So, because I was inspired to devise it for my own use, I now share with you this list of signs of secret doors, conveniently numbered if you might wish to select one using some kind of mechanism for generating an integer from 1 to 20 at random.

Continue reading

A Cartograph of Adventure

Aside from that summer I spent in college working in the map room of the University of Vermont’s library, sorting aerial photographs, I don’t know if I’ve spent as much time poring over maps as I did last night since when I was ten years old and seriously hooked on L. Frank Baum and C. S. Lewis‘ chronicles of fantastic lands: the Land of Oz and Narnia, respectively. What map was I so studiously examining? The first two levels of the Castle of the Mad Archmage, of course.

And I’m glad I did, because not only did I find a few things I’m glad I know about in advance, just not to be caught surprised by them the first time I read a room’s description, but it sparked a few ideas of my own, meant to make the dungeon more “fun.” One of the most famous McGuffins in cinematic history now resides in the Archmage’s cellars — no, I won’t tell which — and I now have a short list of elements to shift around just in case the excitement slows down too much.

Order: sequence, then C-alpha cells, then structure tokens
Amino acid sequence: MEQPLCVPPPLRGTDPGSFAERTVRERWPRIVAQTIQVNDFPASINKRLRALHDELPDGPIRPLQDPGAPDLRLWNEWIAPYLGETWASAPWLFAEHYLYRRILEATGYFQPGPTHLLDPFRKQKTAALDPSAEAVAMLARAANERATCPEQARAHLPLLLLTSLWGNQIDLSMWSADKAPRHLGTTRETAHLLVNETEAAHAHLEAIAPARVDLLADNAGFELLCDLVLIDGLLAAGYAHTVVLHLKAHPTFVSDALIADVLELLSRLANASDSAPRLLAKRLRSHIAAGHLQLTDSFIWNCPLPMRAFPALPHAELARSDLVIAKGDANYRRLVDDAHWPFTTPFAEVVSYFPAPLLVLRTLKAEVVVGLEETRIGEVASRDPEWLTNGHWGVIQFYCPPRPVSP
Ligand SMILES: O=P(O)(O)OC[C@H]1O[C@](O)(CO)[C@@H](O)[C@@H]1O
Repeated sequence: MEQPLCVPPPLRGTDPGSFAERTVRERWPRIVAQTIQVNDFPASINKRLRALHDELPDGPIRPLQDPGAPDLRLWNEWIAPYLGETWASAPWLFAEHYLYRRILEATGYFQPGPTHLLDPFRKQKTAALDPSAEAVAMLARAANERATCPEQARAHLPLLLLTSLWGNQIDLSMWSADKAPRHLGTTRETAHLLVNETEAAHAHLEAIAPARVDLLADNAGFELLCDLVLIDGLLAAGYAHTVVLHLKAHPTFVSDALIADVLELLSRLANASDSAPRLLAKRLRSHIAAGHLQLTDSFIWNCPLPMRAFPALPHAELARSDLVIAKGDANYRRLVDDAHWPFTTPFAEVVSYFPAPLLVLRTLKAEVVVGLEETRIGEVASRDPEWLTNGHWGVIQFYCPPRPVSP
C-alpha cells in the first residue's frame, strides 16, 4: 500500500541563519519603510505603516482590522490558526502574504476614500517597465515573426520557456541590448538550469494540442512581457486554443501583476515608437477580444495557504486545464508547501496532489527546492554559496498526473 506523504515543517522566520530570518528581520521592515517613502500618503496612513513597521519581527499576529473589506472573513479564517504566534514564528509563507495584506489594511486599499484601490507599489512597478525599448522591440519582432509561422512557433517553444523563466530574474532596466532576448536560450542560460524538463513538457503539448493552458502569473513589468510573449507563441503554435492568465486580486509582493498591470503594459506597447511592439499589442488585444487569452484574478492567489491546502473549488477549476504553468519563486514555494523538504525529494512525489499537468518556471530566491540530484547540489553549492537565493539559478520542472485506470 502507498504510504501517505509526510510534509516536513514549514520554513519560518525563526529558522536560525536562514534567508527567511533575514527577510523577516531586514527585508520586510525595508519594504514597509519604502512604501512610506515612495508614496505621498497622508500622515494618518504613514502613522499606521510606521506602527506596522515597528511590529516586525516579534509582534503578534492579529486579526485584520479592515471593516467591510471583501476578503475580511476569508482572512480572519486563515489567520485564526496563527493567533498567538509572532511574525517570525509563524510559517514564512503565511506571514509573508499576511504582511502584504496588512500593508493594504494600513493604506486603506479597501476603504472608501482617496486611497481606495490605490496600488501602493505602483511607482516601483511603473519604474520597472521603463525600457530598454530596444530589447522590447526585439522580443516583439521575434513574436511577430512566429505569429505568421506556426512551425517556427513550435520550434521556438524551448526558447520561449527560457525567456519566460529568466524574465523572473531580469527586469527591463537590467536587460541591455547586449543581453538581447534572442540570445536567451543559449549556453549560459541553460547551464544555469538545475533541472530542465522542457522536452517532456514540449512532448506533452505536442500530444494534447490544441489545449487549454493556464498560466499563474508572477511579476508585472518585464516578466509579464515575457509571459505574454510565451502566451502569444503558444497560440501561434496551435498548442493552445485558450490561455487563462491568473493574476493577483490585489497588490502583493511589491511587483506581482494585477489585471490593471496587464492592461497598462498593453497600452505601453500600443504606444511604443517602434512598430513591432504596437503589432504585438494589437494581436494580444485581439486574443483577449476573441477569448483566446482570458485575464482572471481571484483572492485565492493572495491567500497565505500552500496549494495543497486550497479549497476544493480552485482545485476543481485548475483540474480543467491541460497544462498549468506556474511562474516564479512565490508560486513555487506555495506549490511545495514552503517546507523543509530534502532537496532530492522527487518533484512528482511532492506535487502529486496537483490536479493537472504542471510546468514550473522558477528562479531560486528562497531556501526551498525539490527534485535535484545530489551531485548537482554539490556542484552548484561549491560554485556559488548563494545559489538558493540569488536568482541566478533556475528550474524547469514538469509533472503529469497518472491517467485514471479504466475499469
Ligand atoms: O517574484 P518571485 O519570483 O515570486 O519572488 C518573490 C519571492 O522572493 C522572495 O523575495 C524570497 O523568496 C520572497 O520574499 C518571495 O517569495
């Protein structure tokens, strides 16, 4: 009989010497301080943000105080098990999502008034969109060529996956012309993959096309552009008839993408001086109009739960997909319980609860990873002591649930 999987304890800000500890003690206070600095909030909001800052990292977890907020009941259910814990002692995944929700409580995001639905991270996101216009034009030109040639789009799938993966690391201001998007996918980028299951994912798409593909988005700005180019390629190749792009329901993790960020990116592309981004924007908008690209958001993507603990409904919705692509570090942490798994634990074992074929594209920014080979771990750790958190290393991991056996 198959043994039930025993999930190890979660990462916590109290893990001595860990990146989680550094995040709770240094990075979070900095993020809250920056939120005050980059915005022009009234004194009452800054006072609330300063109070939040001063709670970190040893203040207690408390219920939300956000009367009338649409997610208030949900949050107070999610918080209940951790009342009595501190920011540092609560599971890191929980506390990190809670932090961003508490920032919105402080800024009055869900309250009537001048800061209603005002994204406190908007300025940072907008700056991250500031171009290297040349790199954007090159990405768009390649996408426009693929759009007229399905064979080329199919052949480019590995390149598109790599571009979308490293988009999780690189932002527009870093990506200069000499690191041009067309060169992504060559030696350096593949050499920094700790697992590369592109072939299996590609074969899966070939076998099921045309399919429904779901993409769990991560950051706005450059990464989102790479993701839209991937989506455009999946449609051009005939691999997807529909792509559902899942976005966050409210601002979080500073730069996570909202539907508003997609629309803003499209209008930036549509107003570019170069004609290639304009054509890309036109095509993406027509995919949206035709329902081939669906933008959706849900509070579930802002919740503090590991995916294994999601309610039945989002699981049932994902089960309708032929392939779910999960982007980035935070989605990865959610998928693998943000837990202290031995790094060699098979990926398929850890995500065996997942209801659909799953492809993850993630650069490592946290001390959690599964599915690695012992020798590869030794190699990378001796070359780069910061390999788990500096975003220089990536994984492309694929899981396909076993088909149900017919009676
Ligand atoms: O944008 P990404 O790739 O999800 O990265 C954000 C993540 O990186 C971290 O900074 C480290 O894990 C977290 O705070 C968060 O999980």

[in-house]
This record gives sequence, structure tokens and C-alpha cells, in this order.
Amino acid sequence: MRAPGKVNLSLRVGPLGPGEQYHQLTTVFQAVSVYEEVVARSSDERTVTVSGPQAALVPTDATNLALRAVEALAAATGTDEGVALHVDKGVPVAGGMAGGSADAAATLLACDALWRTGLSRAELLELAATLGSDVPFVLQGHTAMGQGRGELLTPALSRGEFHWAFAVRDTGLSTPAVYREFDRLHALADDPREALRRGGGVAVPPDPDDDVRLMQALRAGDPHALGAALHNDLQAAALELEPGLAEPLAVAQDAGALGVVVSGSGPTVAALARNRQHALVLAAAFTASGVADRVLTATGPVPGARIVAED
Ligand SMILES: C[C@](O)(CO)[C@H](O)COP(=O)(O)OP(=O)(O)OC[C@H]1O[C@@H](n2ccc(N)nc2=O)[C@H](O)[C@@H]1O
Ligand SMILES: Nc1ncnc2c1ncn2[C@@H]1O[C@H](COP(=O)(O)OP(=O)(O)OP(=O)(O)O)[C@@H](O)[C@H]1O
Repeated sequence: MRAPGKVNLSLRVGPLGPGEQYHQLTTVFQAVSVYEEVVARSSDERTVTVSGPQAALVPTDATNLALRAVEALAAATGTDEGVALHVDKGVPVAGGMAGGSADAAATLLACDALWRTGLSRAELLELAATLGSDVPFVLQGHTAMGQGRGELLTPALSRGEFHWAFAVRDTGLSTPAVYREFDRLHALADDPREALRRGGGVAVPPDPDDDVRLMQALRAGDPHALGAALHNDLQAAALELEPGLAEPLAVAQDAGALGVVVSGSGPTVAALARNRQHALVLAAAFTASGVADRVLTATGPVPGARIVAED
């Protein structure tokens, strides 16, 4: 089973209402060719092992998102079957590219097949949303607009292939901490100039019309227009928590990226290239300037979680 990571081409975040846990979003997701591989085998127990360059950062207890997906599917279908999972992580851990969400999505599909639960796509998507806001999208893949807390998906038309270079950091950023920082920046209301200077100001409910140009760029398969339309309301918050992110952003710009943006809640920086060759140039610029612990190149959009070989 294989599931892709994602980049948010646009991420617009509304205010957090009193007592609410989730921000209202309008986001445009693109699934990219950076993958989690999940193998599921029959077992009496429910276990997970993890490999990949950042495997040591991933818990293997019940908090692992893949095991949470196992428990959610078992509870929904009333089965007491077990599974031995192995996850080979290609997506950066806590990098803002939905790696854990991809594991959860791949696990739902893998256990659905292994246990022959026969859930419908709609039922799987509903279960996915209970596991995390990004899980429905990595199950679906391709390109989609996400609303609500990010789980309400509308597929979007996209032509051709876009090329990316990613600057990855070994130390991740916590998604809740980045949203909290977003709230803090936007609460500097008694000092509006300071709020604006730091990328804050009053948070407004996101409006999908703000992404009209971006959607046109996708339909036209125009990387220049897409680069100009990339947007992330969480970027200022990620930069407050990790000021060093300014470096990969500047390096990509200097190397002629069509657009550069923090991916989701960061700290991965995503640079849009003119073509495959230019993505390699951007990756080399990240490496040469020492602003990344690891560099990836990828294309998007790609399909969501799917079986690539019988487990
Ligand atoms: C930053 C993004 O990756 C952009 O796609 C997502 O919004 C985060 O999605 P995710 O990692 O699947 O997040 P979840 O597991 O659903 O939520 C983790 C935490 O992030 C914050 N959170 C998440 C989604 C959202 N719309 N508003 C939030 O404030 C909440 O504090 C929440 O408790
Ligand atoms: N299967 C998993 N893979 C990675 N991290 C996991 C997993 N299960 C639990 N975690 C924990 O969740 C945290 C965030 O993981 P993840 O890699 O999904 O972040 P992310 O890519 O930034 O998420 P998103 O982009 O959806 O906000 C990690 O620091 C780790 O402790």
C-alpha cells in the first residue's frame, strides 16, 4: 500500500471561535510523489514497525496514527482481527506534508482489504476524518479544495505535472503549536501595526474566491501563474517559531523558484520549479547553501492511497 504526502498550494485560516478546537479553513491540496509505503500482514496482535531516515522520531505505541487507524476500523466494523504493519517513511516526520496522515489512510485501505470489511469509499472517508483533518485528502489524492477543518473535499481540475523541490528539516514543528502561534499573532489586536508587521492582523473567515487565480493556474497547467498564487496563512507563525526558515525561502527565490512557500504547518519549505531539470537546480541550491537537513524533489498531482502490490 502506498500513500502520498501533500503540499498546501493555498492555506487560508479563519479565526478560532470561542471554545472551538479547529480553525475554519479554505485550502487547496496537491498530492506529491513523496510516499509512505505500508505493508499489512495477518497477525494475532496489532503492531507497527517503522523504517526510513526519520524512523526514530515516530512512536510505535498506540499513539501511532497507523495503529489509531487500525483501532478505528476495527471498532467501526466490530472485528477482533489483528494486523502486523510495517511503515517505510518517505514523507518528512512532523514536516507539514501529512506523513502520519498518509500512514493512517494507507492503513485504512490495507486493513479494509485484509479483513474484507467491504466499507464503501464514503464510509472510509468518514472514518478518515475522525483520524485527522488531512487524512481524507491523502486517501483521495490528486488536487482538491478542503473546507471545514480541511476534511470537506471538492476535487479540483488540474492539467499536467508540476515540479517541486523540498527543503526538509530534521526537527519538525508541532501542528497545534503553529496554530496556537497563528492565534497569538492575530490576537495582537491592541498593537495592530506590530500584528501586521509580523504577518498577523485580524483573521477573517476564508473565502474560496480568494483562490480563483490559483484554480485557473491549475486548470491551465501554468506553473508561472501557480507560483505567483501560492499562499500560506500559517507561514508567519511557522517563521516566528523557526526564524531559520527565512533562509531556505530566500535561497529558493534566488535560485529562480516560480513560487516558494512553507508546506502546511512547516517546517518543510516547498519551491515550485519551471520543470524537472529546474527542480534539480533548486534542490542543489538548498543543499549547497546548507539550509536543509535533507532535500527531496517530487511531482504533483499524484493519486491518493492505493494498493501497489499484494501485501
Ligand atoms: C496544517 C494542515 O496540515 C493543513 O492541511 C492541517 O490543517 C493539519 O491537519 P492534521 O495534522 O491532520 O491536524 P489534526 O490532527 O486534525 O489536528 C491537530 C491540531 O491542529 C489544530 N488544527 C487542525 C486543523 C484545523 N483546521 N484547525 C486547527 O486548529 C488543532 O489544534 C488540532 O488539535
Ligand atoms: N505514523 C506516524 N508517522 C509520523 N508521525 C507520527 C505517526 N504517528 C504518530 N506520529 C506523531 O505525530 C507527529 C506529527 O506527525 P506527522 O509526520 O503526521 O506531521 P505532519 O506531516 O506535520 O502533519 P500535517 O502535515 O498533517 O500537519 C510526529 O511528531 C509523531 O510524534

I have no ideas how far the players will get in this thing, if they’ll steamroll over everything and or yelping back to town three rooms in. I’ve found what I think is the most interesting entrance to the top level of the dungeon, in terms of what’s nearby. We’ll see if they feel similarly.

Greg Poehlein’s Adventure Outline Sheet